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Comparison of nuisance parameters in pediatric versus adult randomized trials: a meta-epidemiologic empirical evaluation

  • Ben Vandermeer1,
  • Ingeborg van der Tweel2,
  • Marijke C. Jansen-van der Weide3,
  • Stephanie S. Weinreich3, 4,
  • Despina G. Contopoulos-Ioannidis5, 6,
  • Dirk Bassler7,
  • Ricardo M. Fernandes8, 9,
  • Lisa Askie10,
  • Haroon Saloojee11,
  • Paola Baiardi12,
  • Susan S. Ellenberg13 and
  • Johanna H. van der Lee3Email author
BMC Medical Research MethodologyBMC series – open, inclusive and trusted201818:7

https://doi.org/10.1186/s12874-017-0456-8

Received: 23 June 2017

Accepted: 11 December 2017

Published: 10 January 2018

Abstract

Background

We wished to compare the nuisance parameters of pediatric vs. adult randomized-trials (RCTs) and determine if the latter can be used in sample size computations of the former.

Methods

In this meta-epidemiologic empirical evaluation we examined meta-analyses from the Cochrane Database of Systematic-Reviews, with at least one pediatric-RCT and at least one adult-RCT. Within each meta-analysis of binary efficacy-outcomes, we calculated the pooled-control-group event-rate (CER) across separately all pediatric and adult-trials, using random-effect models and subsequently calculated the control-group event-rate risk-ratio (CER-RR) of the pooled-pediatric-CERs vs. adult-CERs. Within each meta-analysis with continuous outcomes we calculated the pooled-control-group effect standard deviation (CE-SD) across separately all pediatric and adult-trials and subsequently calculated the CE-SD-ratio of the pooled-pediatric-CE-SDs vs. adult-CE-SDs. We then calculated across all meta-analyses the pooled-CER-RRs and pooled-CE-SD-ratios (primary endpoints) and the pooled-magnitude of effect-sizes of CER-RRs and CE-SD-ratios using REMs. A ratio < 1 indicates that pediatric trials have smaller nuisance parameters than adult trials.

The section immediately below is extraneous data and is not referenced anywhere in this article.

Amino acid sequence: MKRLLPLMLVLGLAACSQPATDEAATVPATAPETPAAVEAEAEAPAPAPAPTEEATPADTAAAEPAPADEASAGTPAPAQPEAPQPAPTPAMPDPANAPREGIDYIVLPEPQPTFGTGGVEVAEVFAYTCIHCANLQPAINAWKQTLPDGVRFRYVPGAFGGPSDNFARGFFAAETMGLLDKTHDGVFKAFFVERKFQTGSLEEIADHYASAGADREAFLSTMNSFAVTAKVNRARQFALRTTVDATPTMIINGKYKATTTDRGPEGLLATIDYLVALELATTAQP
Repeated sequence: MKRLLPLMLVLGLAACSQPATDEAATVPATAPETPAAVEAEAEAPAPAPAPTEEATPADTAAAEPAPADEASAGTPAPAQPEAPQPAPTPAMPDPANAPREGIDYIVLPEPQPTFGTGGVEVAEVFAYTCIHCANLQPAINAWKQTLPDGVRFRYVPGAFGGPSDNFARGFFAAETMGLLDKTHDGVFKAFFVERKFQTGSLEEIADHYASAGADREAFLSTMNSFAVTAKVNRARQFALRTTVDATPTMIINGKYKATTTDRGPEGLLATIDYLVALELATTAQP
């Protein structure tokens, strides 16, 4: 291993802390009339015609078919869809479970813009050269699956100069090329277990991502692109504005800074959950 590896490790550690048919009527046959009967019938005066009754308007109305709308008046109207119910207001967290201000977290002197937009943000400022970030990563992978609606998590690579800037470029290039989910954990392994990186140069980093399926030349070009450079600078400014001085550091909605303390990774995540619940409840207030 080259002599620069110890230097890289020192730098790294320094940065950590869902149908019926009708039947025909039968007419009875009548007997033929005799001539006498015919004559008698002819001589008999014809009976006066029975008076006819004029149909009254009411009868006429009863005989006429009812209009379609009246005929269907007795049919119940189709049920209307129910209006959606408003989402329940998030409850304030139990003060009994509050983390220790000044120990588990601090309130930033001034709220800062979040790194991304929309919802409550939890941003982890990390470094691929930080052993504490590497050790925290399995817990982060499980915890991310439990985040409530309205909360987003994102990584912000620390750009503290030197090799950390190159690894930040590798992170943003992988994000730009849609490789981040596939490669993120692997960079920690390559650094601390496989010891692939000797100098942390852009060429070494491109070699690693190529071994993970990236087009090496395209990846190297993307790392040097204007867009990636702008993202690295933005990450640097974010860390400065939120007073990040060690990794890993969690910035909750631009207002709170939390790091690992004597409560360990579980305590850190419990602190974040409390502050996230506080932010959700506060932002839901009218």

Results

We analyzed 208 meta-analyses (135 for binary-outcomes, 73 for continuous-outcomes). For binary outcomes, pediatric-RCTs had on average 10% smaller CERs than adult-RCTs (summary-CE-RR: 0.90; 95% CI: 0.83, 0.98). For mortality outcomes the summary-CE-RR was 0.48 (95% CIs: 0.31, 0.74). For continuous outcomes, pediatric-RCTs had on average 26% smaller CE-SDs than adult-RCTs (summary-CE-SD-ratio: 0.74).

Conclusions

Clinically relevant differences in nuisance parameters between pediatric and adult trials were detected. These differences have implications for design of future studies. Extrapolation of nuisance parameters for sample-sizes calculations from adult-trials to pediatric-trials should be cautiously done.

Keywords

Nuisance parametersExtrapolationSample size computationsPediatric trialsAdult trials

Background

For sample size calculations for randomized controlled trials (RCTs), some parameters, like the treatment difference (effect size) between the experimental and control intervention have to be estimated. The investigators also have to estimate parameters that are not of direct interest, but are required for the computations. These parameters are often termed nuisance parameters, the most common of which are the control-group event rate (CER) for binary outcomes and the standard deviation (SD) for continuous outcomes.

Determining an appropriate sample size for an RCT has always been a challenge due to these nuisance parameters being unknown and needing to be estimated [1, 2]. Usually, they can only be estimated from previous studies on the same topic, but there is always a problem when the new study is the first trial on the topic. Consequences of erroneously estimated nuisance parameters are the under-estimation or over-estimation of the required sample size, which can then lead to underpowered studies that may fail to reach a definitive conclusion [3] in the former case, or to unnecessary higher study cost and longer recruitment periods in the latter case [4].

Investigators sometimes extrapolate evidence on nuisance parameters from randomized trials in adults for sample size calculations in pediatric trials [1, 5, 6]. However, differences in clinical effects between adults and children do exist as has been previously shown by systematic empirical evaluations of the comparative effectiveness and comparative safety of medical interventions between adults and children [710]. A systematic empirical evaluation of nuisance parameters in pediatric RCTs, as compared to adult RCTs has not been previously performed.

We performed a meta-epidemiologic empirical evaluation to investigate whether nuisance parameters differ between pediatric and adult trials on the same topics, for the same compared interventions and for the same clinical outcomes. We also studied whether there are differences in the nuisance parameters according to the types of outcomes: binary versus continuous efficacy outcomes and mortality versus non-mortality outcomes.